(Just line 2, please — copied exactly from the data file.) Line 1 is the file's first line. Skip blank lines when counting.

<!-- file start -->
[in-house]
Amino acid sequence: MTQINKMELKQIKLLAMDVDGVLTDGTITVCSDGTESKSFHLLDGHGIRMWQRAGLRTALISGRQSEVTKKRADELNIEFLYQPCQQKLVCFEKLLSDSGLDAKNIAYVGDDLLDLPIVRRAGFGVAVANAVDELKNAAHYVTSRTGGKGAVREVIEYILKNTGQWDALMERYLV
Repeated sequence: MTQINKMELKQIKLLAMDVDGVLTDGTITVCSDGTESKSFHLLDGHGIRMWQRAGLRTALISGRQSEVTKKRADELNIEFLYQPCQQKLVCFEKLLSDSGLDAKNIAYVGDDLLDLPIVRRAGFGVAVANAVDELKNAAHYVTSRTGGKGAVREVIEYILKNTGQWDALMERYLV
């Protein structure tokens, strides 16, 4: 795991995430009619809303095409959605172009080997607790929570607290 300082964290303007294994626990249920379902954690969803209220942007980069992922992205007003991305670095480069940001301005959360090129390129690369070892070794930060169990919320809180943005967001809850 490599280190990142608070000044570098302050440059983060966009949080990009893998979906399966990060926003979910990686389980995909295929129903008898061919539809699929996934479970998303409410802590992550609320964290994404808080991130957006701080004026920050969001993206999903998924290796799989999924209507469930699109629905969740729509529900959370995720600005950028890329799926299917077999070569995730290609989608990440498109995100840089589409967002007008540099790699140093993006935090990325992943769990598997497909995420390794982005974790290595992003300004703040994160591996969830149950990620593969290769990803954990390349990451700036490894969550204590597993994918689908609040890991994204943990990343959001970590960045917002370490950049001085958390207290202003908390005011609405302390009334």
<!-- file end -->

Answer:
Amino acid sequence: MTQINKMELKQIKLLAMDVDGVLTDGTITVCSDGTESKSFHLLDGHGIRMWQRAGLRTALISGRQSEVTKKRADELNIEFLYQPCQQKLVCFEKLLSDSGLDAKNIAYVGDDLLDLPIVRRAGFGVAVANAVDELKNAAHYVTSRTGGKGAVREVIEYILKNTGQWDALMERYLV